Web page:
A Web of Facts about Spiders

Most of us learned at an early age that spiders have eight legs, spin webs, and come in a variety of shapes and sizes, but there’s a lot you probably don’t know about spiders. Spiders are the seventh most diverse order of organisms on Earth. Antarctica is the only continent where you won’t find our eight-legged friends. And female spiders are often much larger than male spiders …some can lay up to 3,000 eggs.

Spiders only have two body segments, a cephalothorax and abdomen, while insects have three body segments, a head, thorax, and abdomen. The cephalothorax combines the spider’s head and thorax. Despite having fewer body segments arachnids always have eight legs whereas insects have six legs. Additionally, spiders don’t have antennae, wings, mandibles, or backbones either.

Spiders continually build new webs due to how difficult it is to keep dust and particles off of their previous structures. Many species will eat their old web structures after balling it up and converting it to an easily consumable liquid. Despite having six to eight eyes, spiders are nearsighted thus they struggle to see objects with great distance. But to compensate for their poor vision, some spiders have leg hair that sense vibrations, which is one of the reasons spiders dislike loud and shaky environments. Related to hair, some North American and South American tarantulas are capable of shooting off hairs to deter potential predators, similarly to how porcupines react to danger. Most spiders don’t like company, especially from humans, but some species, such as the Tetragnatha guatemalensis, build large communal cobwebs. In 2015, researchers found a community of spiders that had made a home of many nearby trees in Dallas, Texas. The webs were described to cover a “football-field length.” Though, the species of the spiders in this instance have not been identified, many experts believe them to be Tetragnatha guatemalensis. These arachnid communities can be home to thousands of spiders who work together to capture prey and in turn share their catch.

Spiders, helpful? Absolutely!
Fun fact… there is only one documented herbivorous arachnid and that is the bagheera kiplingi. Almost all spiders eat other bugs. For most people, this means they help us avoid more unappealing bite marks and itchy skin reactions. For a gardener, that means less pests nibbling on homegrown fruits and veggies. In 1990, researchers discovered that 19% spider species were living on croplands in the United States meaning spiders help to keep the food we buy in the grocery store safe too. For medical professionals, spiders are helping us make medical advancements. Spider venom could be used as a painkiller and can potentially treat victims of stroke and muscular dystrophy. Scientists have also used studies on spider webs to create a powerful, artificial silk that could be used to construct parachutes and bullet-proof vests. Currently, arachnophobia, or the fear of spiders, affects ten percent of men and fifty percent of women. The fear of spiders is always ranked as one of the top ten most common phobias  in the United States of America but spiders help us in a plethora of ways.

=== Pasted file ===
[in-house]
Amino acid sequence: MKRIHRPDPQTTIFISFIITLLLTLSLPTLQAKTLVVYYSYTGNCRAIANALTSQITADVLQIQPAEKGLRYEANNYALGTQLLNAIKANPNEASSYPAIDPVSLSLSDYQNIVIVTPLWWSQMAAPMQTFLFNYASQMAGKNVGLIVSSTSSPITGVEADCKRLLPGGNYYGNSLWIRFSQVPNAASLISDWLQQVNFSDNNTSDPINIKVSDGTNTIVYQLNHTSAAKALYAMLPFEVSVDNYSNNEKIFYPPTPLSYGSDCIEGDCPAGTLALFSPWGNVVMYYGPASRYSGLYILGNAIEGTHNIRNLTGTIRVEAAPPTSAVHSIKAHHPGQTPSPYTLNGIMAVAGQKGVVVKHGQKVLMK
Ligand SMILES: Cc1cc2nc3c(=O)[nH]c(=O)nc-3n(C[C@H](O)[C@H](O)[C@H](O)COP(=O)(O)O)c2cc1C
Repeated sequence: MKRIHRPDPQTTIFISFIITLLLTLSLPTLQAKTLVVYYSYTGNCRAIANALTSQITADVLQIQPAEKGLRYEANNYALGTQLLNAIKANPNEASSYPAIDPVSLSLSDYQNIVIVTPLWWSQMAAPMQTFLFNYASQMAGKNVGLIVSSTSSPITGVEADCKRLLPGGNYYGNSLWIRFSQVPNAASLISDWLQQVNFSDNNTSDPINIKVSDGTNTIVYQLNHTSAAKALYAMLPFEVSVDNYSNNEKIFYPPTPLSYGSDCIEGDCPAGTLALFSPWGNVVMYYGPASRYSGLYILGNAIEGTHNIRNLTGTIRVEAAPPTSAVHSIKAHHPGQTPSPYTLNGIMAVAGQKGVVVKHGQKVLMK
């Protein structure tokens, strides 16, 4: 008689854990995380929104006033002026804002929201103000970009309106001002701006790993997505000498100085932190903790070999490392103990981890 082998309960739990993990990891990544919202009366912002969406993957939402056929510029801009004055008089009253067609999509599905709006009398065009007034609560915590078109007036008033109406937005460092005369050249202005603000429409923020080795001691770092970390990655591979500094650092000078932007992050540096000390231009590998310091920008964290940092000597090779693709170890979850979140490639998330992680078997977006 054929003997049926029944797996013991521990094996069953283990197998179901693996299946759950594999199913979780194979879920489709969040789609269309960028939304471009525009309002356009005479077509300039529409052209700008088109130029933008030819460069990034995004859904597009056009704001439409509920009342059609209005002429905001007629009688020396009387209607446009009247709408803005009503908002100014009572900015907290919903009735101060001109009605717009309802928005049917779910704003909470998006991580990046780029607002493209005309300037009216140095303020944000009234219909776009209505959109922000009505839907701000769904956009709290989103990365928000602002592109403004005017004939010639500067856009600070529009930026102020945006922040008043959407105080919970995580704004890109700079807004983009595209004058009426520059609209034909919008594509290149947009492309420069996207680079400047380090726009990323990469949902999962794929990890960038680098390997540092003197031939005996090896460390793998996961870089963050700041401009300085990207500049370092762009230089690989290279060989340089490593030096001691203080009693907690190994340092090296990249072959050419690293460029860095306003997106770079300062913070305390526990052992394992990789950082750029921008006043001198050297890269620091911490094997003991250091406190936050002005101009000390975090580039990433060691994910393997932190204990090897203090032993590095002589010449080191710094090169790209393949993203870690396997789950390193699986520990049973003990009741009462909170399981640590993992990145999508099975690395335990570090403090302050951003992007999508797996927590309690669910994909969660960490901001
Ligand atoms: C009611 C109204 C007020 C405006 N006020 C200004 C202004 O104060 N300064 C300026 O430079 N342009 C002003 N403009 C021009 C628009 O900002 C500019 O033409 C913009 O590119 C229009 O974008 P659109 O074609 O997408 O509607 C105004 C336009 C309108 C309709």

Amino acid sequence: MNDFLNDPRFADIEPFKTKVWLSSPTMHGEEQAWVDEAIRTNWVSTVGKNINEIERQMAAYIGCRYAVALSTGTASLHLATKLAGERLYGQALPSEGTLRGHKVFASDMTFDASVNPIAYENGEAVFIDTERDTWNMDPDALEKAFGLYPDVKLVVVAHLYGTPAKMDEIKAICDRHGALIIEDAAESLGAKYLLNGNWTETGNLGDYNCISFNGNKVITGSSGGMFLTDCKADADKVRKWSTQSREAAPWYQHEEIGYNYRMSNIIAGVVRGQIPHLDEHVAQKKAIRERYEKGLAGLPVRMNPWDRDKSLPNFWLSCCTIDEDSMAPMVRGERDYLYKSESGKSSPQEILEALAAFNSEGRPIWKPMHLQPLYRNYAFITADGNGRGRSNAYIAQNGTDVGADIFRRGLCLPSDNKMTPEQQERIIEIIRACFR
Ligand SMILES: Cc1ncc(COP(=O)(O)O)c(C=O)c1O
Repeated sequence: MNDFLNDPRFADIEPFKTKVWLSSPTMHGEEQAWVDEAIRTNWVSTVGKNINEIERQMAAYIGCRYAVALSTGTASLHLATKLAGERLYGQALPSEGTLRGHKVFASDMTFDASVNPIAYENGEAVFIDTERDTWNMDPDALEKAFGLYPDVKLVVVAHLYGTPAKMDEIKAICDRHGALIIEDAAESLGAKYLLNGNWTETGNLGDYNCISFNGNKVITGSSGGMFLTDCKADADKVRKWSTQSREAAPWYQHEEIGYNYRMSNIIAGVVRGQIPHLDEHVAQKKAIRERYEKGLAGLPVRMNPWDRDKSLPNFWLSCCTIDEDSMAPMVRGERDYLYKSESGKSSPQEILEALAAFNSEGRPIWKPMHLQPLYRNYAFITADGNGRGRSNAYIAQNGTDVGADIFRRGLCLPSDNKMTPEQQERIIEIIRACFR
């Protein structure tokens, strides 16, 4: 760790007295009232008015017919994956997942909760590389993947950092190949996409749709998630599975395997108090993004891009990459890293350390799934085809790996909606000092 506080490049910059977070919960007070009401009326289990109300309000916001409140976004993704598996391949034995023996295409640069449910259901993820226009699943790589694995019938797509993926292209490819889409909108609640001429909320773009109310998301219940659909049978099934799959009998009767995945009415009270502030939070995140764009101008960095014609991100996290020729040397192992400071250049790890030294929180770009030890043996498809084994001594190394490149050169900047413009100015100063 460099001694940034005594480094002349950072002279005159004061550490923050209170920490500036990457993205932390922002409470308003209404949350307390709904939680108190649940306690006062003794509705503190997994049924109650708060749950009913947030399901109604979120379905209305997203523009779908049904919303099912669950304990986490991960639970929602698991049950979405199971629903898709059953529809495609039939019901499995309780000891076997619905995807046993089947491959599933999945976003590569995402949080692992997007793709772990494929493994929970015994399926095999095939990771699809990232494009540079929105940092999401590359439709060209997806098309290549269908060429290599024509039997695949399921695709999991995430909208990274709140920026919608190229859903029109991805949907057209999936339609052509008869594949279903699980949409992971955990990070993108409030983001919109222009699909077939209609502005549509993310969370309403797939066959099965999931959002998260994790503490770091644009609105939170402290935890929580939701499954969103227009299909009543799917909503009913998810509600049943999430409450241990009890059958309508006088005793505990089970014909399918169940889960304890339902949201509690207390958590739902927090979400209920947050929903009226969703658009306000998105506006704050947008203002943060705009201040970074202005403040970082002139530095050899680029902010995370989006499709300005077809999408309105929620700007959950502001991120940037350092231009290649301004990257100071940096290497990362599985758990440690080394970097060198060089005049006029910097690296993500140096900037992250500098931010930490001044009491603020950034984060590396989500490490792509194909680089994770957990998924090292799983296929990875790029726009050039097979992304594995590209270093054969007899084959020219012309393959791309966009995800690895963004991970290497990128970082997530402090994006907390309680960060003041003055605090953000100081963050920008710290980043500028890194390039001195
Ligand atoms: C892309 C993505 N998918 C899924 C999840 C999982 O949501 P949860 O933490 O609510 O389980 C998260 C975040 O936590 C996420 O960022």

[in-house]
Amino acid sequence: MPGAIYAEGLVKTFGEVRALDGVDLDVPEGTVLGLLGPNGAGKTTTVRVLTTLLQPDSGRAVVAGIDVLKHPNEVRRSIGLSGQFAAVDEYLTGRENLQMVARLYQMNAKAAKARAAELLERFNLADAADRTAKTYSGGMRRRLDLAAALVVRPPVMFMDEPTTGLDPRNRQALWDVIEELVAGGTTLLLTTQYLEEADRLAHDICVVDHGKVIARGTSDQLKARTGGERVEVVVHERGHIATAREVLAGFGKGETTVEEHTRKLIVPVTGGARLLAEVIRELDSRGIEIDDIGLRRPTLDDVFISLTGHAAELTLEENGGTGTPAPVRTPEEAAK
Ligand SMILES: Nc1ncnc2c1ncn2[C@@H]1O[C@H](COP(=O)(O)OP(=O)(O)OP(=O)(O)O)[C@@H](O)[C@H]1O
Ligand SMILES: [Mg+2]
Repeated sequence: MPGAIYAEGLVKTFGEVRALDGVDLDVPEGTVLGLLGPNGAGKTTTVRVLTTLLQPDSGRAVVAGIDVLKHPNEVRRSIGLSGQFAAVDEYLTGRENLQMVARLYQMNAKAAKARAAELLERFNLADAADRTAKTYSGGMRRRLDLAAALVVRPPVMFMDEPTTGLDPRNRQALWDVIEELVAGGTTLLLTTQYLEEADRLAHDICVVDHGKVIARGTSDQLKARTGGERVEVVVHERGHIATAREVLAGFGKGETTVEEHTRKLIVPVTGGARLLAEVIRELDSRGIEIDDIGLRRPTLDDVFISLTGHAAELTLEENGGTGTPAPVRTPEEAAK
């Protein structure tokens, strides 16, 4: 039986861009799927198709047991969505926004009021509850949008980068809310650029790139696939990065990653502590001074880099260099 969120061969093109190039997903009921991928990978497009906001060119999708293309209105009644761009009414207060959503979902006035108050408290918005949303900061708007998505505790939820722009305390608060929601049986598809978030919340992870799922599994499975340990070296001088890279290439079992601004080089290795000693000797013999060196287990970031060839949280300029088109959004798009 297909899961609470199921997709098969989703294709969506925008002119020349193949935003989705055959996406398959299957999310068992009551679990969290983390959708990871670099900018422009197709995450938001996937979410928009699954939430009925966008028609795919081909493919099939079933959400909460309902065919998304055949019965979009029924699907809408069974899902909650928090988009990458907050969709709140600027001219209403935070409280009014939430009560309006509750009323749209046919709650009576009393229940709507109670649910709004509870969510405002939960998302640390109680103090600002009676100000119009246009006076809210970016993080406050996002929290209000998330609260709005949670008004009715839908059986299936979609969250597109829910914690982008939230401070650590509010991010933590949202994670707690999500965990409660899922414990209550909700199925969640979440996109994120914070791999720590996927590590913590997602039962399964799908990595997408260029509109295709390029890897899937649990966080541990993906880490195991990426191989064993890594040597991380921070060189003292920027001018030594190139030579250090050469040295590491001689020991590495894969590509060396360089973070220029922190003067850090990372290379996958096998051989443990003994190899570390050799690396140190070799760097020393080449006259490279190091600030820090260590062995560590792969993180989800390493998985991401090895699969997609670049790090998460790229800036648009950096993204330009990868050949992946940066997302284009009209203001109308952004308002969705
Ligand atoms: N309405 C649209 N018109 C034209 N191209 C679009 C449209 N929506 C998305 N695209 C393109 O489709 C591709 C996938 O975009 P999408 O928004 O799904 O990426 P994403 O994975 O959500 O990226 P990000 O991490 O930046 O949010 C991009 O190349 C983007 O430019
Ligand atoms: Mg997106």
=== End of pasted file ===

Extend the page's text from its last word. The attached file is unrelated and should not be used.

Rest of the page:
How To Kindly Avoid Spiders
Even after learning a bit more about spiders, you may not be interested in hanging out with them, but we hope this information has provided you with a greater perspective of the arachnid family. If you want to avoid a spider encounter, make sure your living space doesn’t welcome other insects. When your home is free of a spider’s food supply, a spider won’t request to be your roommate. Spiders also prefer dark, sheltered, and undisturbed areas, so clean these spaces of your house often. Make sure you dispose of waste efficiently and seal off cracks in your home. There is still a chance that you could run into one, but instead of ending the spider’s life, try transporting the creature outside using a cup and piece of paper. Though, by doing so you would be removing nature’s living insecticide as those house spiders help to suppress roaches, earwigs, mosquitos, and flies. Remember, they only attack humans when they feel threatened. They are all valuable and needed in our ecosystem.

SOURCES: The Daily Star, Earth Kind, Metro, Mother Nature Network, PBS, Smithsonian, Spider Worlds, Washington Post